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Transcript
Super fact
There are 2 different main
types of Supernovae:
Supernovae last for
about a week but
can be as bright as a
galaxy of 100 billion
stars!
A supernova is an exploding star. They occur in
all galaxies and release tremendous amounts of
energy.
Type I
Type I supernovae completely destroy the star but
Type II supernovae leave
behind the star core, which
becomes a Neutron star.
During the lifetime of all stars, hydrogen is converted
to helium by thermonuclear fusion.
This process involves gravitational force within the star
and intense heat to force hydrogen atoms together.
ircamera.as.arizona.edu/NatSci102/images/lec22_07.gif
A white dwarf is an old star,
about the size of Earth.
This is a star made up of
neutrons caused by protons
and electrons combining
from the force of the star
collapsing.
When most of the hydrogen is used up, the helium is
converted into carbon using the same process.
In a binary star system the
white dwarf will start drawing
material off the companion star
if they are close to each other .
This is due to its high density.
Design by RJ Hall, December 18 2006
In stars that are 8 or even 10
times more massive than the
Sun, the process continues:
If the white dwarf reaches the
Chandrasekhar limit, 1.4 times
the mass of the Sun, the pressure in the core will cause carbon and oxygen atoms to fuse
resulting in an explosion!
Type II
Design by RJ Hall, December 18 2006
•
The carbon core shrinks
under its own weight.
•
Its temperature rises high
enough to fuse carbon into
oxygen, neon, silicon, sulphur and eventually iron!
This star shell is shown above.
Now, the outward pressure produced by the reactions
no longer balances the gravitational attraction between
the atoms.
Www.scienceinschool.org
These Supernovae are formed
by the process described opposite, in the section “What is
going on?”
All supernova release clouds
of debris and large amounts
of energy.
If the original star was more
than 10 times the mass of
the Sun, the core will keep
collapsing due to its own
gravitational pull.
The core becomes so small
and dense that its gravitational pull is so strong, not
even light can escape.
The core collapses under its own weight causing the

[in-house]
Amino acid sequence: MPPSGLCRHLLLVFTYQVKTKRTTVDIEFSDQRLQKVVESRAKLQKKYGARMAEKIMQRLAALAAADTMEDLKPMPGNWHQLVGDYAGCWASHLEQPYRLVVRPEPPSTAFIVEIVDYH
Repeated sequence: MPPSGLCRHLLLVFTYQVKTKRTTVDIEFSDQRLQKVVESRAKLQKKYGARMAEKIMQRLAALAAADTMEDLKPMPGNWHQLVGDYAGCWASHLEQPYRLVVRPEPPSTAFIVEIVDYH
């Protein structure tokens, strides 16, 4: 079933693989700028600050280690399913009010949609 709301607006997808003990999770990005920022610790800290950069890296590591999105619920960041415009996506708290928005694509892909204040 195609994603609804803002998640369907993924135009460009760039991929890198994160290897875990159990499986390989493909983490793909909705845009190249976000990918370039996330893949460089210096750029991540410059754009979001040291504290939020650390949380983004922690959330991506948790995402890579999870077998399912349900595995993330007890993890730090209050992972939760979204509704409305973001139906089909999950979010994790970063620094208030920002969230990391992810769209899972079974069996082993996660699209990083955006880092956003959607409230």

star to implode, which transforms gravitational potential
energy into kinetic energy.
The core then recoils resulting in the explosion seen
opposite. The whole process can be seen above.
http://www.ciai-s.net/black-holes.jpg
It has now become a Black
hole!
NASA/STScI/Cfa/P. Challis
Super fact
As far back as AD184 in China astronomers
have been able to observe and record supernovae.
October 1604 was the last time a supernova in
the Milky Way galaxy became visible on Earth .
It was measured in detail by the German
mathematician, Johannes Kepler, who noted
that it was bright enough to see at night for a
whole year!
A supernova seen
by Chinese astronomers in AD 184 was
thought to be such a
bad omen that it
sparked off a palace
revolution!
One of the most important supernova of the
20th century exploded on 28 March 1993 in the
galaxy M81. Scientists were observing a red
giant which was behaving strangely when it
suddenly exploded. They were then able to
track the characteristics of a supernova.
Super fact
We have not observed a supernova in the
Milky Way galaxy since the invention of the
telescope.
Www.theage.com
•
Scientists can learn about the final evolutionary path of stars.
•
The origin of chemical elements that make up stars, planets and even
life can be found from supernovae.
•
Distance to galaxies with supernovae can be measured using information from supernovae.
Further Reading
•
Laurence A Marschall, The supernova story, 1994, Princeton University Press.—a book on
background theory, specifically to do with supernovae.
•
Brecher, Kenneth. "Supernova." World Book Online Reference Center. 2005. World Book, Inc.
http://www.worldbookonline.com/wb/Article?id=ar540310.—an article on basic definitions produced by NASA.
•
Asimov, Isaac, The Birth and Death of Stars, 1989, Milwaukee, Gareth Stevens, Inc.—a book
that describes the life cycle of stars.